15. We further note that Hon’ble Rajasthan high court has similarly taken note of decisions of the apex court on the issue of bogus purchases in the case of CIT Jaipur vs Shruti Gems in ITA No. 658 of 2009. The Hon’ble High Court has referred to the decision of CIT Jaipur vs. Aditya Gems, D. B. in ITA No. 234 of 2008 dated 02.11.2016, wherein the Hon’ble Court had inter alia held as under:

“Considering the law declared by the Supreme Court in the case of Vijay Proteins Ltd. Vs. Commissioner of Income Tax, Special Leave to Appeal (C) No.8956/2015 decided on 06.04.2015 whereby the Supreme Court has dismissed the SLP confirmed the order dated 09.12.2014 passed by the Gujarat High Court and other decisions of the High Court of Gujarat in the case of Sanjay Oilcake Industries Vs. Commissioner of Income Tax (2009) 316 ITR 274 (Guj) and N.K. Industries Ltd. Vs. Dy. C.I.T., Tax Appeal No.240/2003 decided on 20.06.2016, the parties are bound by the principle of law pronounced in the aforesaid three judgments.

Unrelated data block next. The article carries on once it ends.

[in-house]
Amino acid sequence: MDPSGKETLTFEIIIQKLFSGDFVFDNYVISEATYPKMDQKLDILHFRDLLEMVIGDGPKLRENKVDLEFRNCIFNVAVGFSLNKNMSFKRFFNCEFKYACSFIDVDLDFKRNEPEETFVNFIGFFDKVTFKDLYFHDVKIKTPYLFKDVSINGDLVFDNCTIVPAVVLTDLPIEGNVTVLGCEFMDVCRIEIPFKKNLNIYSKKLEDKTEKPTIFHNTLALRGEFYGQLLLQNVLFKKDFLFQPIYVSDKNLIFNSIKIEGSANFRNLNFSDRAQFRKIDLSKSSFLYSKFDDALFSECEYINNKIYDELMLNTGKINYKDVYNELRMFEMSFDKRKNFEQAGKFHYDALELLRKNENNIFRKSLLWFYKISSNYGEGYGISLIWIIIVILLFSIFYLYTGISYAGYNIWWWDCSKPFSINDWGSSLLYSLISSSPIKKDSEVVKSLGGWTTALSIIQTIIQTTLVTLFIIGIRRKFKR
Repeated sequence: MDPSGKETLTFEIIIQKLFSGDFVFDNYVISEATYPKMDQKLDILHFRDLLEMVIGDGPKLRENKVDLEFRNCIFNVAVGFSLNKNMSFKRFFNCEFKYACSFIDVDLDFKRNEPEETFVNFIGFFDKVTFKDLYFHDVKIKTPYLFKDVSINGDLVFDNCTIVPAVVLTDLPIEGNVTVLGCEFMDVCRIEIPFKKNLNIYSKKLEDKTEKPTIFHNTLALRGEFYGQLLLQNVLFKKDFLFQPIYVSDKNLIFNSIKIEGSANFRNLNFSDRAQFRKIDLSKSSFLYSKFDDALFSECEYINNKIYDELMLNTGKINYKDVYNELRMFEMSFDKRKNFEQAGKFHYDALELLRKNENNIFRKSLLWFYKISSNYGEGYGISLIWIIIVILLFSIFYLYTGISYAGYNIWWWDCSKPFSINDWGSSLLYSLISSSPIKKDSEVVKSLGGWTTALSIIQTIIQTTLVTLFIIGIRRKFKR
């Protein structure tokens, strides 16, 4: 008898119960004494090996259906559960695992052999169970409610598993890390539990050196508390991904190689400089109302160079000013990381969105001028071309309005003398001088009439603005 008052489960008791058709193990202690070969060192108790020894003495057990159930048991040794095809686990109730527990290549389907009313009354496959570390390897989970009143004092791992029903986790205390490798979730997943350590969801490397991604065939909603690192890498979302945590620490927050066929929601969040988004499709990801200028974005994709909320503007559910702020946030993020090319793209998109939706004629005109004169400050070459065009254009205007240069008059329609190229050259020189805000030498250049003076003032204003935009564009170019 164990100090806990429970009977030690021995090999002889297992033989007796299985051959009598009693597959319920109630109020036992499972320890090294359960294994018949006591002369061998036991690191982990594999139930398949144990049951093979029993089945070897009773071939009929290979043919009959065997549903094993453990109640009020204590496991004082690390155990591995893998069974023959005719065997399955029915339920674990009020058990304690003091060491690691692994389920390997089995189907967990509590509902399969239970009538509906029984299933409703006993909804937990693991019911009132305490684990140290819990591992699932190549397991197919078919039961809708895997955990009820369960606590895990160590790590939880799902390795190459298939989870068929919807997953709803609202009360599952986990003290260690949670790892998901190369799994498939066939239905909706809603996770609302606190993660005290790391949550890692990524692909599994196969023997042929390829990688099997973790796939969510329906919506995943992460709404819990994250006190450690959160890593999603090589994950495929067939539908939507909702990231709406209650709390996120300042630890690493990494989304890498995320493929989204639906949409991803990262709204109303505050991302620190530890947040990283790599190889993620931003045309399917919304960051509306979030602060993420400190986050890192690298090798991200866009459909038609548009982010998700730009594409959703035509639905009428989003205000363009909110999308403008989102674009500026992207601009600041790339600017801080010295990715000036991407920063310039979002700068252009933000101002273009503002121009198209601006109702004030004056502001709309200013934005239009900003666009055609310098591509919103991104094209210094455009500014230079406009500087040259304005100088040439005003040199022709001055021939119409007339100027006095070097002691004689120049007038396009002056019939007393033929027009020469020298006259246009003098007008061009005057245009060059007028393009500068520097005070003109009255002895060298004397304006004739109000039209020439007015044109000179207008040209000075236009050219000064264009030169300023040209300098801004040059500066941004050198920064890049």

16. Upon careful consideration we note that this is not an appeal by the Revenue. Hence, it will not be appropriate to consider and take away the relief already granted by the ld. CIT(A) to the assessee. As held by the Hon’ble jurisdictional High Court when sales are not doubted 100% disallowance for bogus purchase is not disallowable. Hence, we confirm the order of ld. CIT(A).

17. In the result, this appeal filed by the assessee stands dismissed.

Order pronounced in the open court on 02.07.2018